Tehran, Nov 5 : Iranian authorities are trying to wean the country off oil and are exploring alternative products to export after a year of tough United States sanctions continued to suffocate the sector and stoke tensions in the region.
Sanctions against Iran's oil and banking sector came into force on November 5, 2018 in what was the second round of measures Washington took out against Tehran after US President Donald Trump withdrew from the international 2015 Nuclear Deal.
Trump's administration said it wanted to reduce Iranian exports to zero but it failed to achieve that target even after it cancelled exemptions initially allowing eight countries to continue buying Iranian crude oil, Efe news reported.
The end of the exemptions, granted to the likes of China, India and Turkey, meant Tehran had to start changing tactics - a period marked by several sabotage attacks against oil tankers in the Persian Gulf, which the US said bore the hallmark of Iranian handiwork despite Tehran's denials.
Before the sanctions, Iran was exporting an average of 2.5 million barrels of oil a day.
That tally has now tumbled to roughly 400,000, according to unofficial estimates.
Authorities in Iran keep oil sale figures secret, as do importers. But earlier this month, the governor of Iran's central bank Abdolnaser Hemmati denied reports from the US that Iranian oil exports had dropped to 120,000 barrels a day.
Reza Padidar, president of the Energy Commission at the Tehran Chamber of Commerce, told Efe that Iran had turned to so-called barter contracts, whereby goods or services are swapped without cash transactions.
"If one way is closed, another is opened," he said.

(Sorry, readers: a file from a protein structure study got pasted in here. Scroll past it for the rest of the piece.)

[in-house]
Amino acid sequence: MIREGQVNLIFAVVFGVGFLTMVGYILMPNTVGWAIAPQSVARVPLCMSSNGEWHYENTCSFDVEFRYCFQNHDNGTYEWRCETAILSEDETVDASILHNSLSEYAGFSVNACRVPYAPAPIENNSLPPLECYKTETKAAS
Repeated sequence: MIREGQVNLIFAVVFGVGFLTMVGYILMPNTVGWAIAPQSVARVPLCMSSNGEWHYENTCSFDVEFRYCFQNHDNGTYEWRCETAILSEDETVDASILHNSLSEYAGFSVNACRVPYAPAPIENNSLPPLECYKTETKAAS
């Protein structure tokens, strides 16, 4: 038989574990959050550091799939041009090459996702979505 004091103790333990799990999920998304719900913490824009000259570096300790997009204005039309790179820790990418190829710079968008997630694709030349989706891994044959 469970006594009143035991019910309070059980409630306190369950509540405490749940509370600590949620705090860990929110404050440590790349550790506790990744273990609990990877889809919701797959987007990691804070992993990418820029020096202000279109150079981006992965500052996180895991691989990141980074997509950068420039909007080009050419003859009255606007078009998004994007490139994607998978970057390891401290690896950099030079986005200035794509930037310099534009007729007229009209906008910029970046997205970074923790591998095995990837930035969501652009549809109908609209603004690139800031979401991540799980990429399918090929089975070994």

"China is one of the countries that currently receives oil from Iran and is traded through barter, a contract we also have with India, where we receive rice or other derivatives, or with Turkey." Many Iranian oil tankers have also turned off their GPS tracking and authorities have opted to diversify exports crude oil derivatives such as gasoline, diesel and petrochemicals.
Padidar said the country's policy was to convert oil into an "intermediate or final products" for export.
Iran's government has said that 30 per cent of the economy depended on oil, down from 50 per cent before the sanctions, and that it intended to bring it down to zero.
"The direct effect of the cruel sanctions is the decrease in growth of the oil sector and the reduction of resources in the state budget. All this has affected the non-oil sector and, of course, the growth of the entire economy," Hemmati said.
Iran's economy is expected to contract 9.5 per cent this year, revising a previous estimate of 6 per cent, according to the International Monetary Fund.
The sanctions have also taken a bite out of Iran's currency value.
The rial now trades at 111,000 per dollar compared to 42,000 a year and a half ago, which has fuelled inflation this year up to 35.7 per cent, according to the IMF.
In May, four oil tankers - two of them Saudi - were attacked in apparent sabotage in the Emirati port of Fujairah.
A month later, two tankers, one charted by a Norwegian company, the other by a Japanese one, were hit by explosions as they left the Strait of Hormuz, a crucial thoroughfare in the global oil sector.
Last June, the Iranian Revolutionary Guard shot down an American drone that, according to Tehran, had violated its airspace.
In July, Iranian forces seized the British flagged Stena Impero for allegedly breaching navigation rules.
Then, in September, two oil facilities in Saudi Arabia were hit by explosives, reducing the country's oil output by 50 per cent.
The US and Saudi Arabia have directly and indirectly accused Iran of all of these incidents, while Tehran insists it was not involved.
In a bid to reduce tensions, and to avoid the deployment of more US troops to neighbouring countries, Iran has offered a joint initiative to keep peace in the region although it is not clear what the reaction to that has been.